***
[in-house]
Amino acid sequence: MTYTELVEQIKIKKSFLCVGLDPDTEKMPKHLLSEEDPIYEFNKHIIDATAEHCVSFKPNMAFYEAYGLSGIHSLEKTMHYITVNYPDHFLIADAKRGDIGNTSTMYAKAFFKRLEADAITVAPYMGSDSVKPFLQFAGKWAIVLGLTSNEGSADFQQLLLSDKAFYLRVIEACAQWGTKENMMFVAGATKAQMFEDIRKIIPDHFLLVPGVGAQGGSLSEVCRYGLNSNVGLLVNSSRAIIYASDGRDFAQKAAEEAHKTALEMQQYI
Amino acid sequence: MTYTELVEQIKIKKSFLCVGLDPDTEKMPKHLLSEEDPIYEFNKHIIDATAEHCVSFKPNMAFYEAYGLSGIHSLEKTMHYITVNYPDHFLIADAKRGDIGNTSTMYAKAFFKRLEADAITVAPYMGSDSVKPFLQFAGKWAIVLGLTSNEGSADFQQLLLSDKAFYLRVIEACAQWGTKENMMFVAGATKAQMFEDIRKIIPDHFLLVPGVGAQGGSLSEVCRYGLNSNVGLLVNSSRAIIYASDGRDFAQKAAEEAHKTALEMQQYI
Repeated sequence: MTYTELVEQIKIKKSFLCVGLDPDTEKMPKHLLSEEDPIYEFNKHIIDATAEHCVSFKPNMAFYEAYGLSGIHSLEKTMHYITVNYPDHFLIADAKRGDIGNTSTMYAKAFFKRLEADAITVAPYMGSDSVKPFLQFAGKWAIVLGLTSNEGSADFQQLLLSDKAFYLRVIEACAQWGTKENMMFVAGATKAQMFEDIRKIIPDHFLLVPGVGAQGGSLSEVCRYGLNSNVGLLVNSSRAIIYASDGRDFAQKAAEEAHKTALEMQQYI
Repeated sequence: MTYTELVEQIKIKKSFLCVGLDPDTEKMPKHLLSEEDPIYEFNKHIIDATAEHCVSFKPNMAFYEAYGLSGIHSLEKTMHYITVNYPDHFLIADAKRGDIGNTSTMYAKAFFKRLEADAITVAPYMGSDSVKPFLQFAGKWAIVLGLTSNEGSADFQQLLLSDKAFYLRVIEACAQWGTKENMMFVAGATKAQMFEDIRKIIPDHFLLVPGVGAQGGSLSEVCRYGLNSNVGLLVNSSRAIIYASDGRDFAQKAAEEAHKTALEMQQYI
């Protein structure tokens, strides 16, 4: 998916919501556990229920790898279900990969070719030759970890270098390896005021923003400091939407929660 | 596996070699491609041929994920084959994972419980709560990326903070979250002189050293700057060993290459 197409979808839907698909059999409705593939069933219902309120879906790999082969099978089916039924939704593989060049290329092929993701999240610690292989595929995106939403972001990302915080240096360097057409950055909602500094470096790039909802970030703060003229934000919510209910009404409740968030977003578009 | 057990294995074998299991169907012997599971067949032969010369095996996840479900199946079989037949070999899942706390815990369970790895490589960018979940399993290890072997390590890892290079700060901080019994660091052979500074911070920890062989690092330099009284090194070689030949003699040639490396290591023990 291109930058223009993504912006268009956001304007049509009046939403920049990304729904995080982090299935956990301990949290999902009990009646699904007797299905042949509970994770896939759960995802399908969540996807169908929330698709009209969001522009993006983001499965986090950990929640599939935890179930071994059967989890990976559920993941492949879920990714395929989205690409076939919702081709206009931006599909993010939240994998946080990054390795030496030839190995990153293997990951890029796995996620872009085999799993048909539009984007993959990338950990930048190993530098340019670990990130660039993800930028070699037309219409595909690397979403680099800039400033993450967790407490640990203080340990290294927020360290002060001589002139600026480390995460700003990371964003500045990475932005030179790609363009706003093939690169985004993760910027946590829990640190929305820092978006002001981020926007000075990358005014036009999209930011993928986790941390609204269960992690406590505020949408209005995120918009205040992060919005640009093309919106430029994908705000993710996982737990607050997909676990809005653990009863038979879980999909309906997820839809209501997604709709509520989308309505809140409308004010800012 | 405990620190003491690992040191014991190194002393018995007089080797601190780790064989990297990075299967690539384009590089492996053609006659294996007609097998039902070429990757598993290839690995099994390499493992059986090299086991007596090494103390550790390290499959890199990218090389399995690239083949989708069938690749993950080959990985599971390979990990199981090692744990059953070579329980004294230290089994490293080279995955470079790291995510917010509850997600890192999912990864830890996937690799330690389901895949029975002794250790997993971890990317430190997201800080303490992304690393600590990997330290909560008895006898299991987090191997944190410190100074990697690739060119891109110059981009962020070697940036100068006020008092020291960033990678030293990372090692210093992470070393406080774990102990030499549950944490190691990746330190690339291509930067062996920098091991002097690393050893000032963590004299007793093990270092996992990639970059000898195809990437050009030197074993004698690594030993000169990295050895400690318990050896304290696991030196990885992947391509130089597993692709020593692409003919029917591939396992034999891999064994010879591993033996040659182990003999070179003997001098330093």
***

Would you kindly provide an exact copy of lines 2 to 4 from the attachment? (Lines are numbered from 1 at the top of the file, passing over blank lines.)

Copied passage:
Amino acid sequence: MTYTELVEQIKIKKSFLCVGLDPDTEKMPKHLLSEEDPIYEFNKHIIDATAEHCVSFKPNMAFYEAYGLSGIHSLEKTMHYITVNYPDHFLIADAKRGDIGNTSTMYAKAFFKRLEADAITVAPYMGSDSVKPFLQFAGKWAIVLGLTSNEGSADFQQLLLSDKAFYLRVIEACAQWGTKENMMFVAGATKAQMFEDIRKIIPDHFLLVPGVGAQGGSLSEVCRYGLNSNVGLLVNSSRAIIYASDGRDFAQKAAEEAHKTALEMQQYI
Amino acid sequence: MTYTELVEQIKIKKSFLCVGLDPDTEKMPKHLLSEEDPIYEFNKHIIDATAEHCVSFKPNMAFYEAYGLSGIHSLEKTMHYITVNYPDHFLIADAKRGDIGNTSTMYAKAFFKRLEADAITVAPYMGSDSVKPFLQFAGKWAIVLGLTSNEGSADFQQLLLSDKAFYLRVIEACAQWGTKENMMFVAGATKAQMFEDIRKIIPDHFLLVPGVGAQGGSLSEVCRYGLNSNVGLLVNSSRAIIYASDGRDFAQKAAEEAHKTALEMQQYI
Repeated sequence: MTYTELVEQIKIKKSFLCVGLDPDTEKMPKHLLSEEDPIYEFNKHIIDATAEHCVSFKPNMAFYEAYGLSGIHSLEKTMHYITVNYPDHFLIADAKRGDIGNTSTMYAKAFFKRLEADAITVAPYMGSDSVKPFLQFAGKWAIVLGLTSNEGSADFQQLLLSDKAFYLRVIEACAQWGTKENMMFVAGATKAQMFEDIRKIIPDHFLLVPGVGAQGGSLSEVCRYGLNSNVGLLVNSSRAIIYASDGRDFAQKAAEEAHKTALEMQQYI